Growing up in New Jersey, my family had a great driveway for riding bicycles. It was great mainly because it was paved and fairly long. Not a mile long, but long enough to get some good speed going. Many weekdays after school a group of us rode our bikes up and down that driveway. The only problem was that I didn't ride very well, largely because I had to teach myself. So off I went. On my own. Determined to figure it out. And eventually I did figure it out. But it took me longer than it should have. Had I been willing to ask for help, I could have learned faster and it would have been less painful.
The problem with going it alone, especially in times of change, is not only does it take longer, but we also won't achieve as good of an outcome. We limit ourselves to our own experiences and knowledge. So, when I was charged to integrate the U.S. Gillette Grooming business into our P&G Beauty business years ago, I asked for help. I didn't have the luxury of time, and I wanted a really good outcome.
It was July and we had just physically moved more than 30 business leaders from Boston to Cincinnati. Many were still in shock, getting used to the Midwest instead of New England as their new home as well as the vast differences in company cultures. Subsequently, many were freaked out. I knew we needed to help keep these folks engaged and stay with the company for at least two years. So, in addition to the normal business strategic plan we put in place, my HR manager and I put together a separate people strategic plan to hold retention. Then I picked up the phone and called for help. I reached out to a consultant who had years of experience and successful results leading companies through major change. The work this company did was a big plank of our plan. And the eventual outcome was 100% retention. It was the best result of any business unit anywhere in the world.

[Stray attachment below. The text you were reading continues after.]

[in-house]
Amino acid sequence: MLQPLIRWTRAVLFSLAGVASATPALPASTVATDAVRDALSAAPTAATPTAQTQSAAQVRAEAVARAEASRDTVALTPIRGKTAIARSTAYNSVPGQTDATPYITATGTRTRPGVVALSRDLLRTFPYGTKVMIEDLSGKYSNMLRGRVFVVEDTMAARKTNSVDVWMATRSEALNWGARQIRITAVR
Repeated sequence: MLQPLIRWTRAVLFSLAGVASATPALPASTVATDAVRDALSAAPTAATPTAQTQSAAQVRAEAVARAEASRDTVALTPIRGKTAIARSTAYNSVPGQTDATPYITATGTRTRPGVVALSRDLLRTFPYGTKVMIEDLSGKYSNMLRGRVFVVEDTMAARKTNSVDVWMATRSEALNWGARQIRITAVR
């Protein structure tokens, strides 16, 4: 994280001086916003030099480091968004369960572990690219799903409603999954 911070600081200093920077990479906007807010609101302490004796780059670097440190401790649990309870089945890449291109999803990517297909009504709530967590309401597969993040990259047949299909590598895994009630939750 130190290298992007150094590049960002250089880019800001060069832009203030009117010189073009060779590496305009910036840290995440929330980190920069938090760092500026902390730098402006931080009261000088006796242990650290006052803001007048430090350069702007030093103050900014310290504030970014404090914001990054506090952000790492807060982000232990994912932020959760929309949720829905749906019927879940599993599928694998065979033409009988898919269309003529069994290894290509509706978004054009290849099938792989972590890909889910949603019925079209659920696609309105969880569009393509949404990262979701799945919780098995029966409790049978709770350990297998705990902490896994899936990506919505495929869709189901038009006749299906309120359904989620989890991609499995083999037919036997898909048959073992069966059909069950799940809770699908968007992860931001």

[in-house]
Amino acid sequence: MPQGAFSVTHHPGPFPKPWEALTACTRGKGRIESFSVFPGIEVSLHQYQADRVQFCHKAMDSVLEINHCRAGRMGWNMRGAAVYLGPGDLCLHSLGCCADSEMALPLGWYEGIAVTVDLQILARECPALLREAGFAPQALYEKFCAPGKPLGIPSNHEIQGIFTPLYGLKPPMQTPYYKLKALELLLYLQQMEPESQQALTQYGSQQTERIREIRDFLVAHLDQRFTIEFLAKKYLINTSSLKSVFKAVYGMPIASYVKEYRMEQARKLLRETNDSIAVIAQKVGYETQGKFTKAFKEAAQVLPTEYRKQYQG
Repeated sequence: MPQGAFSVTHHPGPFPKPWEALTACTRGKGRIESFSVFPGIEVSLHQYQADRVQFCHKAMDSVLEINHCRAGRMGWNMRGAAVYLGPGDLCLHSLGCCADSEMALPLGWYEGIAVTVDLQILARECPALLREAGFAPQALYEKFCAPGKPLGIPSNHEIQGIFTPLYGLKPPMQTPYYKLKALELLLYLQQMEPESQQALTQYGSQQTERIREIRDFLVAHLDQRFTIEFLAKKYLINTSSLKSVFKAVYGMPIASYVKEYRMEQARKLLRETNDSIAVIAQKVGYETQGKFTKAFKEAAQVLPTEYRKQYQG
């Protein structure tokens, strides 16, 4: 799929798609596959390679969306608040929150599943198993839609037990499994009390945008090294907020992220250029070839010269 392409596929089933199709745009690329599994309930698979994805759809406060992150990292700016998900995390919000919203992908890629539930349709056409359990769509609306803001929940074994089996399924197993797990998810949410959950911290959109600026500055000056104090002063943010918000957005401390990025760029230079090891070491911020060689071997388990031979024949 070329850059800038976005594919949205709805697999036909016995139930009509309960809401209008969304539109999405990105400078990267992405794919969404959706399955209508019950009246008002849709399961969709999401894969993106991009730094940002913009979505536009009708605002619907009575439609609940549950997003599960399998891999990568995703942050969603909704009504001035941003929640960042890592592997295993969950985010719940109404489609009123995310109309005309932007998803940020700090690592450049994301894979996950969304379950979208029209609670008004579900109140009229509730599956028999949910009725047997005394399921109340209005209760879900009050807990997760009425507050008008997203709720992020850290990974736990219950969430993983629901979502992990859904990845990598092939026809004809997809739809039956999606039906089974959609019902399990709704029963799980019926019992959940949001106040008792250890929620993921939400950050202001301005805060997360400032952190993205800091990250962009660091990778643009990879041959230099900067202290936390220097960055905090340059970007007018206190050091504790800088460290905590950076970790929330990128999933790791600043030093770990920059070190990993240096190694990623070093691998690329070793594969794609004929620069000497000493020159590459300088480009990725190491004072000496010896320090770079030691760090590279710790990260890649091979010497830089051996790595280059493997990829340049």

By asking others for help we learn. We get a better and often faster outcome. We build relationships. And the stronger our relationships, the more opportunity there is to ask for, and give more help. Gratefully, I have gotten much better at asking for help over time. Partly because I love to help folks. Partly because as I get older and clearer on what I want to accomplish, I also have less time to accomplish it. So going it on my own is no longer an option for me. And a symbol that reminds me to not go it alone, believe it or not, is a bicycle.